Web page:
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I was looking at the new company LeapMotion and did some reading and it occurred to me that it looks like there is a patent from 2012 out there involving this subject - noting that the filers are not LeapMotion.

The patents in questions are: 20120287044, Processing of Gesture-based User Interaction Using Volumetric Zones and 20120317511, Display with built in 3D sensing capability and gesture control of a tv.

These patents are clearly too broad and we are looking here at yet another discipline that is going to be under litigation repeating the same experience with most other fairly new software development projects. There is nothing in these patents that i can see that talk about how we are going implement our own version of these processes - rather painting a broad stroke of just patenting the whole process. My concern is that this means no one else can make their own version of this in the future.

Lastly, somewhat i think this may be prior art. Kinect, for example, uses these types of ideas but just not in 3D. So here we are trying to get a patent on an implementation of something that has been done in 2D but since its 3D its "oh so inventive".

Would request any input or feeback. thanks.

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This was partially covered in another question patents.stackexchange.com/questions/2123/…. but I still think this a worthwhile new question. –  George White Feb 28 '13 at 22:51
    
The references you cited are patent applications, not granted patents. –  George White Feb 28 '13 at 22:53
    
thats true but I thought part of the point of this was to help not only invalidate patents that should not have been granted but also invalidate patents before they are granted for obviousness/broadness/ etc. Evidently these patents were not known in that thread but i just happened to see them referenced and did some looking up. I have no problem with patenting different and unique implementations to process gestures but to allow one patent holder to have the entire gesture-process locked up entirely, I thought, was why this site was here to help avoid. Thanks for the support George. –  geeksweep Mar 1 '13 at 4:24
    
You are correct. I may be overly sensitive to the distinction between an application and a granted patent. –  George White Mar 1 '13 at 4:42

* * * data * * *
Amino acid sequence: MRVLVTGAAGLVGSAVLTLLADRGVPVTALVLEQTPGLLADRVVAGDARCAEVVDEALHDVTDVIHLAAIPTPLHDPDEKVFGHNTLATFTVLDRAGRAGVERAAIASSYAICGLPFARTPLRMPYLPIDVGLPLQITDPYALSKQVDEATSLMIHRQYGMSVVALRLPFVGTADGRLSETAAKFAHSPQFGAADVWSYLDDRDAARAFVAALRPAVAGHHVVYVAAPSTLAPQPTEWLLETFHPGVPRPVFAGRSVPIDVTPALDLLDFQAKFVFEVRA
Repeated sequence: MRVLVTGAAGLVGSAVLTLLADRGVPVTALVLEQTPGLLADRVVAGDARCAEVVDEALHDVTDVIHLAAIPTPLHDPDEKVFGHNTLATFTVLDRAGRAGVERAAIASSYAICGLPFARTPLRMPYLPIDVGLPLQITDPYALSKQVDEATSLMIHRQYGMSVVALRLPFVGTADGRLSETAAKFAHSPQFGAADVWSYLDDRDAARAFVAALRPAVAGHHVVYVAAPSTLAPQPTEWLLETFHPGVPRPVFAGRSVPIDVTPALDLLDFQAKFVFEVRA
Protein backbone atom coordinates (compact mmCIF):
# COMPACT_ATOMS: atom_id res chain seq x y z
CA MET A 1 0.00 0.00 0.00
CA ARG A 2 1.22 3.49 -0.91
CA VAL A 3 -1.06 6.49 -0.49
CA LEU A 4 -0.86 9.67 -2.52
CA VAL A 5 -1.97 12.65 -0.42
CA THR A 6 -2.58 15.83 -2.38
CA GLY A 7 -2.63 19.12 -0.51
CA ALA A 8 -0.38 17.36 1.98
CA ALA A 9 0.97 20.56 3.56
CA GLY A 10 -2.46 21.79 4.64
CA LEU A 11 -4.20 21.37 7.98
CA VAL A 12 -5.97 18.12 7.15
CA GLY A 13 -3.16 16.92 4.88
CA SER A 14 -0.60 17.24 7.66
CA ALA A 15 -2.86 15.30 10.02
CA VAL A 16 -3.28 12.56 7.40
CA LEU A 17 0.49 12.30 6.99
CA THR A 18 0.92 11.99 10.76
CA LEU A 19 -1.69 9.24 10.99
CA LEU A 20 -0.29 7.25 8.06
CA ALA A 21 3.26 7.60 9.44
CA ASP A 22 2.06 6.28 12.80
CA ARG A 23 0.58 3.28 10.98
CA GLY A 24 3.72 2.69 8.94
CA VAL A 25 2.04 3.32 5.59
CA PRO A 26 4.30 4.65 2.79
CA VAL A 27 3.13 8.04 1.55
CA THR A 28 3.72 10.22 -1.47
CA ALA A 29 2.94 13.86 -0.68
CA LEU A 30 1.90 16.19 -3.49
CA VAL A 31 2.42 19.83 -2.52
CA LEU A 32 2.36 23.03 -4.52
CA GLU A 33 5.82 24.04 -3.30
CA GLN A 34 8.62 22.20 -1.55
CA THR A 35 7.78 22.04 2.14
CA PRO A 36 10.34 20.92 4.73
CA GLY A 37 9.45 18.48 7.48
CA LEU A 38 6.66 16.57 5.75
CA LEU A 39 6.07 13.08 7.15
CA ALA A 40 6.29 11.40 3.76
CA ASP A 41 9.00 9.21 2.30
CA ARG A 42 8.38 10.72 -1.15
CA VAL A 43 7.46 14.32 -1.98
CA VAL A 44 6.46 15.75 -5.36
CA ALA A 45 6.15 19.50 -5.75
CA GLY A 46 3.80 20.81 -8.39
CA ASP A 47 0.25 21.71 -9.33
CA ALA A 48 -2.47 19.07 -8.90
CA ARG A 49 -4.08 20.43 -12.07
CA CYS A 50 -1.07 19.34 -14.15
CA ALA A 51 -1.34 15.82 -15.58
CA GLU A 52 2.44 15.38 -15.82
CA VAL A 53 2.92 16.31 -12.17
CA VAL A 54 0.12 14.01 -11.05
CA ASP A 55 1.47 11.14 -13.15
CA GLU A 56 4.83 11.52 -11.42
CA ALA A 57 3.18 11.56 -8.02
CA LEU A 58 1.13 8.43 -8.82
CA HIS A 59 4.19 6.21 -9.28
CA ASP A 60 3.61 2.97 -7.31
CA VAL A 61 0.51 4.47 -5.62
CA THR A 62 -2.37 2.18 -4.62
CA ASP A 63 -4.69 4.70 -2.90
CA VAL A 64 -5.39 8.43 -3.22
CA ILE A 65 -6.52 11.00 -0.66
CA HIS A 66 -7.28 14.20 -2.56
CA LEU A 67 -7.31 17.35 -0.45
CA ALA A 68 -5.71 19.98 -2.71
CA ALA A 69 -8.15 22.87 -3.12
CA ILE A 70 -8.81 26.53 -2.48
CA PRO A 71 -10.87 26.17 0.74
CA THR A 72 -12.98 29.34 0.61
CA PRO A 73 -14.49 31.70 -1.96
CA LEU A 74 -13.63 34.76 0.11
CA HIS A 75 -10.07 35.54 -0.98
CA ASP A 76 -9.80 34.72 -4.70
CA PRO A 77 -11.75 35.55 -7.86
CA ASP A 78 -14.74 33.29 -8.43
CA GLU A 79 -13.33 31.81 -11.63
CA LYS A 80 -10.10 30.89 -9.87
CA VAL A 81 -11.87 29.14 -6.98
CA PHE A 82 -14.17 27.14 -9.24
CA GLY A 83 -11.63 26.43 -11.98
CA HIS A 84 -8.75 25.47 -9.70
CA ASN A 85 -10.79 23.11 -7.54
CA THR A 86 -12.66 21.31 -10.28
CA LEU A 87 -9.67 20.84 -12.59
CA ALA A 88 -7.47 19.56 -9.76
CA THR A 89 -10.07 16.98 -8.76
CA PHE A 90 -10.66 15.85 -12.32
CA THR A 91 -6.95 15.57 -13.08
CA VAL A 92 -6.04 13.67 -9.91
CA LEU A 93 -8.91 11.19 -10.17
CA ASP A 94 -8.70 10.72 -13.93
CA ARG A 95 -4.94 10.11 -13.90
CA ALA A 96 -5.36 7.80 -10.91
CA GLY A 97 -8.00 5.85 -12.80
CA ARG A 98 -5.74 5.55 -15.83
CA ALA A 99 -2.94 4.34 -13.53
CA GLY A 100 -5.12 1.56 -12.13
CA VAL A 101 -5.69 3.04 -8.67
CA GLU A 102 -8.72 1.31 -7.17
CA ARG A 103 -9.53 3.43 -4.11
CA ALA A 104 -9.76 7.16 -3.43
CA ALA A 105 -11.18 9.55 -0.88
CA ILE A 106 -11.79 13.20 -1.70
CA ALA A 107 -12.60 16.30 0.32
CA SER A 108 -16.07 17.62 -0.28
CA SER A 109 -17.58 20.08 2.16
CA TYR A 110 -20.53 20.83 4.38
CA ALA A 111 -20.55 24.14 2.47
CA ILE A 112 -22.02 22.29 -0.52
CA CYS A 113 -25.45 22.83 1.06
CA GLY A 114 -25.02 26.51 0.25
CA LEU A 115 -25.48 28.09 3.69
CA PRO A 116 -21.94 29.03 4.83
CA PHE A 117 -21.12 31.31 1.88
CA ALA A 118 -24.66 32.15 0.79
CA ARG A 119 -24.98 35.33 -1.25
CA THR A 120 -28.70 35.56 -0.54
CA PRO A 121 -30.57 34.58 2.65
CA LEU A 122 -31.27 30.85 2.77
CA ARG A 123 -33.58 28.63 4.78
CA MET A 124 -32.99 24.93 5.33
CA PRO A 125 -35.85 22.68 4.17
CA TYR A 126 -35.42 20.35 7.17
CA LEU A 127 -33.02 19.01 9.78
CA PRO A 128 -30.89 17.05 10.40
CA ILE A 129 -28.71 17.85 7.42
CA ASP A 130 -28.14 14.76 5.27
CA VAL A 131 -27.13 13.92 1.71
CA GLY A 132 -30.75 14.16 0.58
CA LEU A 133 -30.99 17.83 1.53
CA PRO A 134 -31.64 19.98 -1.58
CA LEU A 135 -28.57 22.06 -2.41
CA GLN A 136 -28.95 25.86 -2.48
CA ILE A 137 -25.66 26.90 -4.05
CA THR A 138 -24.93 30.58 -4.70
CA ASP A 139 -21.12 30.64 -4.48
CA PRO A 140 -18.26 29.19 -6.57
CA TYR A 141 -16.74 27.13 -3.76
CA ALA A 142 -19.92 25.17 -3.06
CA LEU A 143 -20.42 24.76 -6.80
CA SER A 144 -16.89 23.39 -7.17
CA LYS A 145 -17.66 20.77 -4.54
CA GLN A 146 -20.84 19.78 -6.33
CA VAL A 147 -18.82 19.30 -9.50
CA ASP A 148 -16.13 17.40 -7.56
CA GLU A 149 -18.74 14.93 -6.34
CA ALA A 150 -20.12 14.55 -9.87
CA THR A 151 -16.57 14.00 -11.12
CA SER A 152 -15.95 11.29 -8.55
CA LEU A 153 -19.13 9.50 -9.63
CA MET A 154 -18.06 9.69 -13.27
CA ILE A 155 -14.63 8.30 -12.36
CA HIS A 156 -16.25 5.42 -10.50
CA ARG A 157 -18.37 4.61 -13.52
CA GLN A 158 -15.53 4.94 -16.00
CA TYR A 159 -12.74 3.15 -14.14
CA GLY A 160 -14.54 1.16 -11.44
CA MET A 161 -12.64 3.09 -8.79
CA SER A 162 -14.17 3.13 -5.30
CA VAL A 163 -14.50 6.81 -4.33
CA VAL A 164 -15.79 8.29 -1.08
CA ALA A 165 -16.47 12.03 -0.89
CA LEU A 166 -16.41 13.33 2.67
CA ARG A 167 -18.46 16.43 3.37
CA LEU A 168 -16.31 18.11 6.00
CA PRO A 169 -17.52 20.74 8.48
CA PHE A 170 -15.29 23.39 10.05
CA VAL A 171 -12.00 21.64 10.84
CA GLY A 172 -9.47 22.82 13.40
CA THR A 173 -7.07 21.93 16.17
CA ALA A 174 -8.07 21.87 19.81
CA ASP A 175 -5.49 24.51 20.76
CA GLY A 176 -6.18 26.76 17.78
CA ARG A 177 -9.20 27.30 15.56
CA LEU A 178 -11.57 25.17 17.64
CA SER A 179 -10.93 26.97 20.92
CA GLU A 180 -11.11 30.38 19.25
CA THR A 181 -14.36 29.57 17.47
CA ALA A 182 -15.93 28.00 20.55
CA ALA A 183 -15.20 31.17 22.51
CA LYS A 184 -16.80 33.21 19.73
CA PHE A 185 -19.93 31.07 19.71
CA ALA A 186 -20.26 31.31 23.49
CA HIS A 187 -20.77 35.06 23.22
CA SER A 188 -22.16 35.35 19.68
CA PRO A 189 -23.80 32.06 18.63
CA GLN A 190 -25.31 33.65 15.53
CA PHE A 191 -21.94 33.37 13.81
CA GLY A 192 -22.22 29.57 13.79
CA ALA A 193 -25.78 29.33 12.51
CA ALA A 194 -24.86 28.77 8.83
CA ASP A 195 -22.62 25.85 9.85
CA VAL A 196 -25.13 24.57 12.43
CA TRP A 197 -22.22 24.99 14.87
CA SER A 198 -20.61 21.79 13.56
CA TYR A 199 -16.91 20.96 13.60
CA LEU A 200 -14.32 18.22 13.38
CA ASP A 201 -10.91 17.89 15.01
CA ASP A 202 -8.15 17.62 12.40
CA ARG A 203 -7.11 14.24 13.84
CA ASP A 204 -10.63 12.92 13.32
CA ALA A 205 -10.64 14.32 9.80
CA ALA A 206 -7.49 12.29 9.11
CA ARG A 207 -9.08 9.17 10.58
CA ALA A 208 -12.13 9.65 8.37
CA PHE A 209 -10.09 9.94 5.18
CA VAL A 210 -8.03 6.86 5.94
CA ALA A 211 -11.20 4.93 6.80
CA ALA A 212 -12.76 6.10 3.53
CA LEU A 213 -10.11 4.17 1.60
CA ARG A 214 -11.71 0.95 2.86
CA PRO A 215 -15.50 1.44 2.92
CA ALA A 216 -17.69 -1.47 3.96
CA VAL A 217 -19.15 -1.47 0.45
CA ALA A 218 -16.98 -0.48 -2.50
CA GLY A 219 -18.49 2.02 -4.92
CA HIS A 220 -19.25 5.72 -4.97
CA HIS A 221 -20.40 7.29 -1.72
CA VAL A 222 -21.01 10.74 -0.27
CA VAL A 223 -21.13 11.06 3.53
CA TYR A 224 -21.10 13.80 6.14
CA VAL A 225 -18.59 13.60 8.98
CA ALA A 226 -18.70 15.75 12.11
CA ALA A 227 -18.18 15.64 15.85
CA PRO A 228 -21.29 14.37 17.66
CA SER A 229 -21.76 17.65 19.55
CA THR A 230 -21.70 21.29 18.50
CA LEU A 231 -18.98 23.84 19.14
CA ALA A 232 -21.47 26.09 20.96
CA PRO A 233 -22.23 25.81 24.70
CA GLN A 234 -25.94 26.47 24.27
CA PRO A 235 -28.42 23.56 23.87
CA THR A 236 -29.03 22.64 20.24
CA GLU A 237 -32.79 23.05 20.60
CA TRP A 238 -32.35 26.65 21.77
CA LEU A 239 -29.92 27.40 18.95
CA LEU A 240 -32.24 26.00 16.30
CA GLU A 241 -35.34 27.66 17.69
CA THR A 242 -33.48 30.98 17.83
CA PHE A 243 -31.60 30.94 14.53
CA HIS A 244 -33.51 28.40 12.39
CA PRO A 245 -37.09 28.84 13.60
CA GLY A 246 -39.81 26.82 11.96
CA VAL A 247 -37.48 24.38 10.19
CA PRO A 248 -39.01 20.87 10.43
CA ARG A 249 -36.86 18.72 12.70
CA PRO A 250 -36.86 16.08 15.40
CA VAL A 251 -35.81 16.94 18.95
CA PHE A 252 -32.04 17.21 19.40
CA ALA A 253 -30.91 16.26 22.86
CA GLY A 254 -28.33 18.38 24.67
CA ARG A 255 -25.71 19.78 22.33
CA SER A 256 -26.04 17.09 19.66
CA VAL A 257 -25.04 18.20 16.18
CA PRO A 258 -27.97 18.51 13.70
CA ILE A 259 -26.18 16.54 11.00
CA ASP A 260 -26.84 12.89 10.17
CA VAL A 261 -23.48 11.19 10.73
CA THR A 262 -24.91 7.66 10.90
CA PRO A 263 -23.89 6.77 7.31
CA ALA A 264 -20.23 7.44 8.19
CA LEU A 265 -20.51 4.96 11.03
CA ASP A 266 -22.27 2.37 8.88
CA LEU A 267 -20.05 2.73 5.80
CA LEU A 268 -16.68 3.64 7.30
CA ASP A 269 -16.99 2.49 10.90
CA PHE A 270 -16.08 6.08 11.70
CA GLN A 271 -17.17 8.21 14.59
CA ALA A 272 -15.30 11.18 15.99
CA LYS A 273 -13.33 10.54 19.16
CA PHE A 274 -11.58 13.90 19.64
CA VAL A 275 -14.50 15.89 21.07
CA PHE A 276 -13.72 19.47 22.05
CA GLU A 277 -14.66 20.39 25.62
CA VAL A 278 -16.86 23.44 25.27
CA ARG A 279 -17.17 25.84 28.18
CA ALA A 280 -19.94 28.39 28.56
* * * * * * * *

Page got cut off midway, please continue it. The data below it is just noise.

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2 Answers 2

Looking at one of the applications - us2012/0317511 - its claims all have to with recognizing a user and recognizing if that user has left.

  1. A system comprising:

    a display; and

    one or more hardware processors configured to execute instructions stored on a tangible computer readable medium in order to cause the system to:

    access image data of an interactive space; detect physical characteristics of a user within the interactive space using the

    image data;

    monitor movement of the user in the interactive space using the image data, including detecting the user leaving the interactive space;

    identify the user based on the detected physical characteristics of the user;

    automatically loading display settings associated with the identified user;

    initiating display of media content on the display according to the display settings associated with the identified user; and

    in response to detecting the user leaving the interactive space, causing the display to enter an energy saving state.

I do not think this needs accurate gesture sensing, just a camera. It has been rejected in December and a response has not yet been filed as of Feb. 28. You can look it up in USPTO public PAIR.

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In regard to the other patent application - US201/20287044 - The claims in the published application (they can be broadened along the way) are not specific to the method used to analyze images to determine a body part location but they are limited in what they cover doing with that information.

Claim 1. A method comprising:

receiving information corresponding to a physical space from one or more cameras;

mapping a position of a user in the physical space to a position in a virtual space based at least in part on the received information;

determining an activation level of the user based on a position of a hand of the user with respect to a position of another portion of the user; and

generating an image comprising:

a virtual object; and

a visually perceptible indicator that changes in appearance in response to a magnitude of a difference between the activation level and an activation threshold.

So to read on someone's future product the product would need to use a camera, to determine the location of a person's hand, to determine the location of a different body part, calculate the difference in distance between those two, compare that distance to a predetermined "threshold" and change the appearance of a displayed object to reflect the difference between the calculated distance and the threshold distance.

I do not have enough background in the field and have not looked at the references in the IDS or conducted my own search so I do not know if this is anticipated or made obvious by prior art. However it is not trying to cover everything that can be done with gesture information.

Right or wrong, the first sentence on section 102 of the patent law is "A person shall be entitled to a patent unless . . . ". What comes after the "unless" is essentially, it is not useful, or it is not new or it is obvious in light of everything that was known as of the filing date. No requirement that there be a flash of genius or any other measure of earth-shatteringness.

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